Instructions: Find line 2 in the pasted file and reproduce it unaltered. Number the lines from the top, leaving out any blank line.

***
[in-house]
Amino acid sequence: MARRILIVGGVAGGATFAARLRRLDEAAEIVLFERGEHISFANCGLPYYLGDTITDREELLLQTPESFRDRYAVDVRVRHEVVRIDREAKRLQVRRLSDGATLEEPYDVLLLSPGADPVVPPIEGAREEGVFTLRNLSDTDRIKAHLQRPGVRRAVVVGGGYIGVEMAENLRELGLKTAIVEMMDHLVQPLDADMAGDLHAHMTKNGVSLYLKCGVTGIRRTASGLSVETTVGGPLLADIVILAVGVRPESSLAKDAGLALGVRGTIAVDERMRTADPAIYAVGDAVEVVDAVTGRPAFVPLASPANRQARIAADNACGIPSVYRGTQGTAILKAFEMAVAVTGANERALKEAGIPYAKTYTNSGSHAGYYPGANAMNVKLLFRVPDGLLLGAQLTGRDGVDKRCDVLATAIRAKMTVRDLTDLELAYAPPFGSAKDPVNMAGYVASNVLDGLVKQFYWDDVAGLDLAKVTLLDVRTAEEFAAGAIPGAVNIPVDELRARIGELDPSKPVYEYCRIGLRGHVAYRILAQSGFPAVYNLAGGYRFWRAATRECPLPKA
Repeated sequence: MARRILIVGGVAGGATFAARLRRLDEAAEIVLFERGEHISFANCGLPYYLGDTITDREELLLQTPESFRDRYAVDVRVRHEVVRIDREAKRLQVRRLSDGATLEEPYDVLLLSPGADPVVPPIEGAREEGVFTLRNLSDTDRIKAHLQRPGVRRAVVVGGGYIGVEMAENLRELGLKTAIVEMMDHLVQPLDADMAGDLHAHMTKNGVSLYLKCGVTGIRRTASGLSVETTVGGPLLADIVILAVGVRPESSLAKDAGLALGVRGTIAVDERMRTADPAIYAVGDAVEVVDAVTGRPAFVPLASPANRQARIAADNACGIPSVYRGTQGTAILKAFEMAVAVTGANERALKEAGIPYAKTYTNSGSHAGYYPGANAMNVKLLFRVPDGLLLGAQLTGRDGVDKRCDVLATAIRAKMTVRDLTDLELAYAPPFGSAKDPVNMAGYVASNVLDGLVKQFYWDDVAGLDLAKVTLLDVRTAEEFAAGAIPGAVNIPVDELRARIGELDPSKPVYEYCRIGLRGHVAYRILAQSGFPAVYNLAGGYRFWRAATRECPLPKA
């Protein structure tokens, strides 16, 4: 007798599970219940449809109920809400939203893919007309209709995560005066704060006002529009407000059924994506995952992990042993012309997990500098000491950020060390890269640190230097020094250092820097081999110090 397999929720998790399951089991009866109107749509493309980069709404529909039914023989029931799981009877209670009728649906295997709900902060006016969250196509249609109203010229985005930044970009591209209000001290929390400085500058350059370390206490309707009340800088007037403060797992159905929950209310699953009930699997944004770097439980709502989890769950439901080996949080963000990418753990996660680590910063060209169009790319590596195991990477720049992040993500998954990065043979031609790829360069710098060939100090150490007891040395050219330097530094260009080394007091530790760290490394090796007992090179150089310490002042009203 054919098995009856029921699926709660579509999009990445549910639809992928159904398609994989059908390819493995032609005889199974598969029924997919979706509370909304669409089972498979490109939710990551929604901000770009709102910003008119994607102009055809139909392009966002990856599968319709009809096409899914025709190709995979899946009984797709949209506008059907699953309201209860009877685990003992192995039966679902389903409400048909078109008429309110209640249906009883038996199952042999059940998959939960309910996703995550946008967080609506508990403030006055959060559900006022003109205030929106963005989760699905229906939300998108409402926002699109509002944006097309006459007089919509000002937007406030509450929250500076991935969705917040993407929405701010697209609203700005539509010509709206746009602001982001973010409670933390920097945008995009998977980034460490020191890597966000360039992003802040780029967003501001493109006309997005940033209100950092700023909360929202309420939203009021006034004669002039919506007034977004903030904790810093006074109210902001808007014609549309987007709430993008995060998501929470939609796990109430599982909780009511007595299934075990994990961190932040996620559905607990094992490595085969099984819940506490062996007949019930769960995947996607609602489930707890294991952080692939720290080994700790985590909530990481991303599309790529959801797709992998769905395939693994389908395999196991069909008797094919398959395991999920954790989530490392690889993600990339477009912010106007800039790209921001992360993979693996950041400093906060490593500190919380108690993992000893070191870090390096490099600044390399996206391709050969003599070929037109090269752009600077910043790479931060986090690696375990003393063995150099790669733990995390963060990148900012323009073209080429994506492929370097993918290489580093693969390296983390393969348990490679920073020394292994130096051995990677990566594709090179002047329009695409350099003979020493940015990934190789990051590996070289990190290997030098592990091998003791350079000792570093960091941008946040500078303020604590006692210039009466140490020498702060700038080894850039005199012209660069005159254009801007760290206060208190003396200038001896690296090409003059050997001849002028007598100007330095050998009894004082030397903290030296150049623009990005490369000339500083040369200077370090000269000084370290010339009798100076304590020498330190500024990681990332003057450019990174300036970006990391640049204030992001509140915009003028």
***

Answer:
Amino acid sequence: MARRILIVGGVAGGATFAARLRRLDEAAEIVLFERGEHISFANCGLPYYLGDTITDREELLLQTPESFRDRYAVDVRVRHEVVRIDREAKRLQVRRLSDGATLEEPYDVLLLSPGADPVVPPIEGAREEGVFTLRNLSDTDRIKAHLQRPGVRRAVVVGGGYIGVEMAENLRELGLKTAIVEMMDHLVQPLDADMAGDLHAHMTKNGVSLYLKCGVTGIRRTASGLSVETTVGGPLLADIVILAVGVRPESSLAKDAGLALGVRGTIAVDERMRTADPAIYAVGDAVEVVDAVTGRPAFVPLASPANRQARIAADNACGIPSVYRGTQGTAILKAFEMAVAVTGANERALKEAGIPYAKTYTNSGSHAGYYPGANAMNVKLLFRVPDGLLLGAQLTGRDGVDKRCDVLATAIRAKMTVRDLTDLELAYAPPFGSAKDPVNMAGYVASNVLDGLVKQFYWDDVAGLDLAKVTLLDVRTAEEFAAGAIPGAVNIPVDELRARIGELDPSKPVYEYCRIGLRGHVAYRILAQSGFPAVYNLAGGYRFWRAATRECPLPKA